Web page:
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The New York Times Complete Civil War, 1861-1865
Edited by Harold Holzer and Craig L. Symonds
Black Dog & Leventhal Publishing, 2010, $40

It is no stretch to say the New York Times was the nation’s most powerful newspaper during the Civil War. The paper’s youthful founder and editor, Henry Jarvis Raymond, had inroads not only to the White House and members of Abraham Lincoln’s Cabinet but also to power brokers on Capi­tol Hill and in New York’s state government in Albany—a level of access that would seem unfathomable to today’s journalists. Consequently, the Times did more than just report the war’s battles and events for its legions of readers. Behind Ray­mond, it played the un­abash­ed role of cheerleader for Lincoln and the war effort, and did its best to boost the morale of a Northern populace wearied by endless reports of battlefield losses, incompetent generals and abominable casualty counts.

Thanks to this wonderful new book by historians Harold Holzer and Craig Symonds, modern readers can experience the nation’s seminal conflict much as the paper’s readers did at the time. Holzer and Symonds are perfect stewards for this ambitious endeavor, providing an utterly fresh view of the war through the lens of one of its signature contributors while also paying homage to what may have been the nation’s golden age of journalism.

The book reprints chronologically more than 600 articles and editorials that appeared on the pages of the Times before, during and after the war—everything from John Brown’s hanging and Preston Brooks’ “cowardly assault” on Senator Charles Sumner to Abraham Lincoln’s funeral procession and the troubling era of Reconstruction.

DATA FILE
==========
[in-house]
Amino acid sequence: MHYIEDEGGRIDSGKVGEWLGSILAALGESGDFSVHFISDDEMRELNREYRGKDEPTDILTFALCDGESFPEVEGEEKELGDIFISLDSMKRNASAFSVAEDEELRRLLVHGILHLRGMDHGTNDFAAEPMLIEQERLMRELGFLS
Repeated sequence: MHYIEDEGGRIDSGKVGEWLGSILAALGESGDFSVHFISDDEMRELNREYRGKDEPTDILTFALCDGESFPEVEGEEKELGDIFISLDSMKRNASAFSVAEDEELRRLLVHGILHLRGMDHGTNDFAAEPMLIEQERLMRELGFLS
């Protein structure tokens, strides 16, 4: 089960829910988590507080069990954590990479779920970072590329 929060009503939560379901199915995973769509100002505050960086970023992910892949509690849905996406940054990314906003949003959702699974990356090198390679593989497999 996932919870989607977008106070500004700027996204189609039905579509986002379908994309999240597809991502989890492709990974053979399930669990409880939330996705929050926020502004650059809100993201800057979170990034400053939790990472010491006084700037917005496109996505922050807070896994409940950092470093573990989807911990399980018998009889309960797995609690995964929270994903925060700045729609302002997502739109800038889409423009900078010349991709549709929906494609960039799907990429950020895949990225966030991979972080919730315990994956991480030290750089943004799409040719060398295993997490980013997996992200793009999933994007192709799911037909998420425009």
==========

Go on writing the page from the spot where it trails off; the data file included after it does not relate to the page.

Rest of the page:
“The first challenge we faced,” the editors write in their introduction, “was selecting from among a truly breathtaking archive…those [stories] that most accurately revealed the course of events and the shift in attitudes provoked by those events. In the end, we chose some 650 articles, editing some of the longer ones down to their central argument. The surgery necessary to do this was painful, but we are convinced that what remains represents the central essence of The Times’s reporting of the Civil War.”

For those daunted by the prospect of reading articles originally printed on the narrow-columned broadsheets of the era, not to worry. Holzer and Symonds have arranged the material in a more appealing modern format, adding appropriate drawings and photos as well as insightful editorial commentary where needed. And in case the articles printed in the book aren’t enough, the editors have included on a searchable companion DVD all “104,960 eyewitness accounts and articles” published by the Times during the period.